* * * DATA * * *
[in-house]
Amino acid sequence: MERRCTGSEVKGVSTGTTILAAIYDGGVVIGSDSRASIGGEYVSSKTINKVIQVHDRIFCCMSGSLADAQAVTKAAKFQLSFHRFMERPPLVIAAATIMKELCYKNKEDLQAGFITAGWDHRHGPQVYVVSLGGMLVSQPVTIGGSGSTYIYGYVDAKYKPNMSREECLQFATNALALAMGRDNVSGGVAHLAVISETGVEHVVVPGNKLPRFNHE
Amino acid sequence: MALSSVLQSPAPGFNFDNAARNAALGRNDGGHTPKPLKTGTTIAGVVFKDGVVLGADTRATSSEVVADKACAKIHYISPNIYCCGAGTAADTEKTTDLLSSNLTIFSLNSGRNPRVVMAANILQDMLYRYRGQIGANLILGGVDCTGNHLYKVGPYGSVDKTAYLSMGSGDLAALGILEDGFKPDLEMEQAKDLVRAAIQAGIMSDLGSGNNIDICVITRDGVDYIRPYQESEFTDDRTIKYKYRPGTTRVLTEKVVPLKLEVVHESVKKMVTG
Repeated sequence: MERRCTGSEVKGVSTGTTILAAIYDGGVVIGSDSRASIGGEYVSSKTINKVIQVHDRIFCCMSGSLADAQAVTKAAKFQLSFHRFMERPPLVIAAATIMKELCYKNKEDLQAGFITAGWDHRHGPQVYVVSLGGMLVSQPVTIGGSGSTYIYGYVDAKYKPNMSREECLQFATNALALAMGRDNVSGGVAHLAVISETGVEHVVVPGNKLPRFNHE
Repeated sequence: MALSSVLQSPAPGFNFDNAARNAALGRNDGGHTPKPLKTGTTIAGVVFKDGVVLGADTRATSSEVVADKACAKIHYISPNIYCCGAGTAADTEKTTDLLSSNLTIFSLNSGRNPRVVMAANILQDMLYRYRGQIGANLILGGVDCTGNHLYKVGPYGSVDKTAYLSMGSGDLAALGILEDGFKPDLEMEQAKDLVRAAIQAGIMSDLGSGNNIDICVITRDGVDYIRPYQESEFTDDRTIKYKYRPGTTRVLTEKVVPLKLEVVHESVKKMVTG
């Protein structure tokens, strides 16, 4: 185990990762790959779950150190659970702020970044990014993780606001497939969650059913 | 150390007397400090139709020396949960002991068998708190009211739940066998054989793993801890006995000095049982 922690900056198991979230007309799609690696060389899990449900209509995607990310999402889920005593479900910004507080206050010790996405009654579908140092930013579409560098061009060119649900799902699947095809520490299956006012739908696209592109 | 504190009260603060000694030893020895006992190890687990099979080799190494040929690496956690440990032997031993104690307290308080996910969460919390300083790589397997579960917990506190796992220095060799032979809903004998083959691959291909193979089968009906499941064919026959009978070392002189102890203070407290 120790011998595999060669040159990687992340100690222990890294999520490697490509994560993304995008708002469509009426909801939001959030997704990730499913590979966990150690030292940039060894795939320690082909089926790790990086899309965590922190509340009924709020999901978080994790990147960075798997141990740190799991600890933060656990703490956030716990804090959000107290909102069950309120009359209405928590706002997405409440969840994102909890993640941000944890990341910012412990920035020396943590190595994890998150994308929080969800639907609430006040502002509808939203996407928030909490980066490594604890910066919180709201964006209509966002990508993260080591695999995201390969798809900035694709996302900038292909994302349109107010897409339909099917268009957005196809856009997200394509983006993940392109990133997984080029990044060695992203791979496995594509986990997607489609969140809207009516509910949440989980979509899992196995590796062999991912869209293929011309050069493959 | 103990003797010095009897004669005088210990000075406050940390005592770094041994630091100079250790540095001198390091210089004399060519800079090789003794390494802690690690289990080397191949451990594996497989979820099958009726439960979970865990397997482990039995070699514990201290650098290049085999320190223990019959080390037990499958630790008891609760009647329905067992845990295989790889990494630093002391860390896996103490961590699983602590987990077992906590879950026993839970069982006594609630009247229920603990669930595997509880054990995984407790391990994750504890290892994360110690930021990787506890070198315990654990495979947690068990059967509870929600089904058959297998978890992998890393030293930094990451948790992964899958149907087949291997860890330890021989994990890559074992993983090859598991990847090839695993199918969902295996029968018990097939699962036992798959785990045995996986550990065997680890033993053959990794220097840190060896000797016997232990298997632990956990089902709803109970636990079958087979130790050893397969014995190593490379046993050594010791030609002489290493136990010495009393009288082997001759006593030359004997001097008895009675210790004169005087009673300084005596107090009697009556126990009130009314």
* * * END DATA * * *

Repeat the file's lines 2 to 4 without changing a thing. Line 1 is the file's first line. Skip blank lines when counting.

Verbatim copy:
Amino acid sequence: MERRCTGSEVKGVSTGTTILAAIYDGGVVIGSDSRASIGGEYVSSKTINKVIQVHDRIFCCMSGSLADAQAVTKAAKFQLSFHRFMERPPLVIAAATIMKELCYKNKEDLQAGFITAGWDHRHGPQVYVVSLGGMLVSQPVTIGGSGSTYIYGYVDAKYKPNMSREECLQFATNALALAMGRDNVSGGVAHLAVISETGVEHVVVPGNKLPRFNHE
Amino acid sequence: MALSSVLQSPAPGFNFDNAARNAALGRNDGGHTPKPLKTGTTIAGVVFKDGVVLGADTRATSSEVVADKACAKIHYISPNIYCCGAGTAADTEKTTDLLSSNLTIFSLNSGRNPRVVMAANILQDMLYRYRGQIGANLILGGVDCTGNHLYKVGPYGSVDKTAYLSMGSGDLAALGILEDGFKPDLEMEQAKDLVRAAIQAGIMSDLGSGNNIDICVITRDGVDYIRPYQESEFTDDRTIKYKYRPGTTRVLTEKVVPLKLEVVHESVKKMVTG
Repeated sequence: MERRCTGSEVKGVSTGTTILAAIYDGGVVIGSDSRASIGGEYVSSKTINKVIQVHDRIFCCMSGSLADAQAVTKAAKFQLSFHRFMERPPLVIAAATIMKELCYKNKEDLQAGFITAGWDHRHGPQVYVVSLGGMLVSQPVTIGGSGSTYIYGYVDAKYKPNMSREECLQFATNALALAMGRDNVSGGVAHLAVISETGVEHVVVPGNKLPRFNHE